Scientific Feud: Does Global Warming Make Us More Violent?

Biting critique of the study was voiced in Science as well. In a background article that accompanied the report, the Oslo-based economist Halvard Buhaug was quoted as saying that Hsiang and his team ignored certain data. "More worrisome," he wrote, is the fact that they seem to have used data "that return the strongest effects." Buhaug is the co-author of an April study that contradicts Hsiang's conclusions -- and which was not considered by Hsiang in his project.

Jochem Marotzke, director of the Max Planck Institute for Meteorology in Hamburg, echoed the criticism. He said that Hsiang and his team shrugged off alternative explanations for the increase in violence and thus "maximized the apparent explanatory power of changes in the climate." In general, Marotzke said, "he is skeptical when it comes to the robustness of the results."

Their allegedly selective approach to existing data isn't the only accusation that has been levelled at Hsiang's team. "The second major error is that they confuse climate and weather," says Richard Tol, professor of economy at the University of Sussex in the UK. He notes that it does indeed appear that heat waves make people more aggressive, a conclusion reached by earlier studies. That, though, has more to do with specific weather events, he says, while climate change is measured in decades. Tol says that most of the studies considered by Hsiang and his team focused on specific weather events. "Their projections of the impact of future climate change strongly exaggerate the effect," he says.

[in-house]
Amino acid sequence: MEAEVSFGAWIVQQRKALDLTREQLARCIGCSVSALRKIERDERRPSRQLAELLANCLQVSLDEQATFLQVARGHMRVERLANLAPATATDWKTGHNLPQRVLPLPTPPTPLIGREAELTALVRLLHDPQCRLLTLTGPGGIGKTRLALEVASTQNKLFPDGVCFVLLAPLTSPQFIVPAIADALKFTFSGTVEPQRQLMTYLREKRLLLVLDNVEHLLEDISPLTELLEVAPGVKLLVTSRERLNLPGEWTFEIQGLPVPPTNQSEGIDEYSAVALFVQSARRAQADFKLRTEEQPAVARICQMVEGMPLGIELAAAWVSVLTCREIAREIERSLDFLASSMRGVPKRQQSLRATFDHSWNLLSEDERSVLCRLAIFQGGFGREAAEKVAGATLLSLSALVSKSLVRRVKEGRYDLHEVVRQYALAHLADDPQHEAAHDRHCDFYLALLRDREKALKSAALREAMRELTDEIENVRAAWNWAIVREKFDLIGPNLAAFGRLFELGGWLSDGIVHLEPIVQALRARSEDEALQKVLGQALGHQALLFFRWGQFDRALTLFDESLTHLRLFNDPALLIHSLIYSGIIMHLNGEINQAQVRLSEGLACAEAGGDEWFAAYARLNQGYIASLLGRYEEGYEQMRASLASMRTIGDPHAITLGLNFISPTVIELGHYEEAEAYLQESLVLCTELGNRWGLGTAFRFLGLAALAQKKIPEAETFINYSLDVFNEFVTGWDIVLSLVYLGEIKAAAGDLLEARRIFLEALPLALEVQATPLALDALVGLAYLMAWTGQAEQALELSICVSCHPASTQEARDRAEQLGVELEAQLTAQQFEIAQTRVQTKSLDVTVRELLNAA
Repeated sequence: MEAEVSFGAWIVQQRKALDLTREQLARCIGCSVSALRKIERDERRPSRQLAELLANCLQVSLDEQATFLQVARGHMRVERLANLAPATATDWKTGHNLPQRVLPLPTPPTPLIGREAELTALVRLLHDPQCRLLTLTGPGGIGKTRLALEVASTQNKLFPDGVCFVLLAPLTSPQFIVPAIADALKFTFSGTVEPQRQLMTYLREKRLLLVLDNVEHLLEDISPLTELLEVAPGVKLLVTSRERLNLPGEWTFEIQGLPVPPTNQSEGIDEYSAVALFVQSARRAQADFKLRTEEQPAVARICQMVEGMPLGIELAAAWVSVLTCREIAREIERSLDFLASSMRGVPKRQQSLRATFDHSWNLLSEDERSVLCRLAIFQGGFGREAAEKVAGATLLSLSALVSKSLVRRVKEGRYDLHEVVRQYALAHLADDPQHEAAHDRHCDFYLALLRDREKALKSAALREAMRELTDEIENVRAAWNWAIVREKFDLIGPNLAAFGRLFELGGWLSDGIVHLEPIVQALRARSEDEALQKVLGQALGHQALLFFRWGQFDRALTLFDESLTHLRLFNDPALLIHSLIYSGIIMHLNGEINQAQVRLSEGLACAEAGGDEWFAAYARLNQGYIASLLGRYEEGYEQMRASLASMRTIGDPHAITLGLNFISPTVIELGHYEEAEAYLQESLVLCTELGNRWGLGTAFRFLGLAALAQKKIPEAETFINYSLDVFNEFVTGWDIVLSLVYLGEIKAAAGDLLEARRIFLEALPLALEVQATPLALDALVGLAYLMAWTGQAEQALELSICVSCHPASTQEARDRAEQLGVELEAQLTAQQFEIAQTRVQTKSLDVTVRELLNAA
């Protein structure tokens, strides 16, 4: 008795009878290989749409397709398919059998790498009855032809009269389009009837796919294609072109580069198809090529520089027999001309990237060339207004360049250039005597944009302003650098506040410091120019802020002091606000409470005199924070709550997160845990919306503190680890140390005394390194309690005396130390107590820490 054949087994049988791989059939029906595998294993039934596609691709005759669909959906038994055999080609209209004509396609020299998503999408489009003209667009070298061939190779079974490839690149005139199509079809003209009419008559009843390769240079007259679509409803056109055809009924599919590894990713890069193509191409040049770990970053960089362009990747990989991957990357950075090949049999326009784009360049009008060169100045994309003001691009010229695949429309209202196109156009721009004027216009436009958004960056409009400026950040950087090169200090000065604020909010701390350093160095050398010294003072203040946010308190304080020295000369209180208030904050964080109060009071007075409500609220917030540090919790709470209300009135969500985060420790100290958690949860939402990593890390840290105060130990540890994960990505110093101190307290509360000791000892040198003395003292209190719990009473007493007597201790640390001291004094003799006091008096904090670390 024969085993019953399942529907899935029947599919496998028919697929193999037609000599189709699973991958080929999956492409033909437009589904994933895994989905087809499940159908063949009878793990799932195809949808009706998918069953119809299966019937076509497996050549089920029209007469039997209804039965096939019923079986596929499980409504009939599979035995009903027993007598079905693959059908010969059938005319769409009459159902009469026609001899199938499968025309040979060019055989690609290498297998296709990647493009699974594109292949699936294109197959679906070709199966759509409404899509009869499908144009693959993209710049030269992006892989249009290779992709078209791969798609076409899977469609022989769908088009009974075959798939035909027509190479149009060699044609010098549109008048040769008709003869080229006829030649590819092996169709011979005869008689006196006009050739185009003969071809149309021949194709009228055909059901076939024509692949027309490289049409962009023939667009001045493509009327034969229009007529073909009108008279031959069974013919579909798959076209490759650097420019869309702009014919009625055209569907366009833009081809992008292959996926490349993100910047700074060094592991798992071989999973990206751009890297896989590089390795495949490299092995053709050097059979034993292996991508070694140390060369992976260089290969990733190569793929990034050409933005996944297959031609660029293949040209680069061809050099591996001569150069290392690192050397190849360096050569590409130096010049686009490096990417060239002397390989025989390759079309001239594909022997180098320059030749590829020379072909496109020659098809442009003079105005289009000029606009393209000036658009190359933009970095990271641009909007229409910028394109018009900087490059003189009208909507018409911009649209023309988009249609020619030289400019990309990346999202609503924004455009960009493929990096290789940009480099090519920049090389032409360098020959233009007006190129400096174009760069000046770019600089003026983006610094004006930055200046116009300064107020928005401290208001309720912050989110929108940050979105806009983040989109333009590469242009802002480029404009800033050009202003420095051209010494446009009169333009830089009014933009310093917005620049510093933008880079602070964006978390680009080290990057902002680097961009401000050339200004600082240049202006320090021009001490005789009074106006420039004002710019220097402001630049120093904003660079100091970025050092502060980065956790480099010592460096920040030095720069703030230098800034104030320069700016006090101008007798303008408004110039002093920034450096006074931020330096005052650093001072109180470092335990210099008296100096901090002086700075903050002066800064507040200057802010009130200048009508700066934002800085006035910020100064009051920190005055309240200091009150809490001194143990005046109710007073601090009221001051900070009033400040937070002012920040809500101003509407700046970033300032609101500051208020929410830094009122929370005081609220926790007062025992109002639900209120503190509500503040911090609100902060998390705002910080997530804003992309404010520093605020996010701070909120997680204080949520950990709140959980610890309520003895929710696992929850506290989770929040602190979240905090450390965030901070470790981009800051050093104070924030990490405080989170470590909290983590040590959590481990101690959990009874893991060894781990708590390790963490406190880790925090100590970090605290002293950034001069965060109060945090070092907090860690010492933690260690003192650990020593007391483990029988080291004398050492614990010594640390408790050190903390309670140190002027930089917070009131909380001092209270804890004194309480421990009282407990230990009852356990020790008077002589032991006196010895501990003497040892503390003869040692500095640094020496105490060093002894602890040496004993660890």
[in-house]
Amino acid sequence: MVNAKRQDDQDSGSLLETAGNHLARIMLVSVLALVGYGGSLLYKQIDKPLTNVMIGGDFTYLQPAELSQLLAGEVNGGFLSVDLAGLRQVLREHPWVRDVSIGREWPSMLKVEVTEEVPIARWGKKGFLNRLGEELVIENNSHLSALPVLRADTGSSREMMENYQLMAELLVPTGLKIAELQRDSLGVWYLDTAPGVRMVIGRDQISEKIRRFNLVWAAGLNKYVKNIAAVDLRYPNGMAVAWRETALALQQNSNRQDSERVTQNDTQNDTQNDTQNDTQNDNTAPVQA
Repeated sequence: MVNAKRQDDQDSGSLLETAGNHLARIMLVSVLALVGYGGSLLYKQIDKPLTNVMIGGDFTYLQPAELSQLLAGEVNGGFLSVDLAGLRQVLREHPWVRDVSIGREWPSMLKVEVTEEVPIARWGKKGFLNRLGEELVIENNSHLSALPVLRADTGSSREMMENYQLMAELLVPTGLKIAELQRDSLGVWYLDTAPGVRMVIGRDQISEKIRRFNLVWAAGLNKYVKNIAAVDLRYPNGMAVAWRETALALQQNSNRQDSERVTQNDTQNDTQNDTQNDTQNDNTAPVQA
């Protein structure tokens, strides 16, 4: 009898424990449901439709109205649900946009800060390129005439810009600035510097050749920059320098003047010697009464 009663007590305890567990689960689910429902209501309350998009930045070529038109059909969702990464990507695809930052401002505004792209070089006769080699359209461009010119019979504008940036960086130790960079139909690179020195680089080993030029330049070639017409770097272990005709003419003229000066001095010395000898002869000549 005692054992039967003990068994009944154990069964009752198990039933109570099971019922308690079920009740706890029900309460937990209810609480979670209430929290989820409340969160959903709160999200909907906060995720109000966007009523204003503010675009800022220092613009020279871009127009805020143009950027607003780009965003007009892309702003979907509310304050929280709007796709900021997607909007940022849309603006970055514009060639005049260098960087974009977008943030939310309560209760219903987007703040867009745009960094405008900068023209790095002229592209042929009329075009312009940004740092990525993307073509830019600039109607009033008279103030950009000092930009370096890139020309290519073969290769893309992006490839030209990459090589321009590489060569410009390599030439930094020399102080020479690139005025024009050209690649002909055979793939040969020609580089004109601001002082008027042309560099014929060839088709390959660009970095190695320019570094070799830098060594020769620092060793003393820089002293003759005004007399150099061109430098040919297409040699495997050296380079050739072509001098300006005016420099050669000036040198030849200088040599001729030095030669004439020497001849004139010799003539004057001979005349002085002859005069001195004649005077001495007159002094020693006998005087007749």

Sociologist Nico Stehr, for his part, says that the "biggest mistake" made in the Hsiang study is that it "underestimates" human innovation "when it comes to dealing with weather or climate events."

Authors Bite Back

The authors have been strident in defending themselves. It is certainly possible, they allow in a statement, that future societies will be better able to deal with environmental changes. But, they write, "it seems like hubris to just assume that 'this time things are different.'"

The team also denies having confused weather with climate. Rather, they say, their analysis showed that short-term and long-term changes in temperature have similar consequences for the frequency of conflict. Accusations of distorted data selection are likewise false, they say, claiming that they followed strict criteria in choosing studies for analysis. As a result, some studies that confirm a relationship between global warming and violence were likewise not included in their results.

Some experts are not convinced by the Hsiang-team defense. The researchers "compared apples to roller blading," wrote William Briggs, a professor of statistics at Cornell University in the US, in a sarcastic blog entry. "Data from last Tuesday was said to be equal in veracity to that culled from 8000 BC," and together it "produced lots of sharp graphics and one big quantitative result that hot, rainy weather is bad for you." That, he jokes, "is exactly why everybody is moving from Michigan to South Carolina ... to get to where the action is and join a gang." His verdict on the Hsiang study? "Complete and utter nonsense."

'Good for their Careers'

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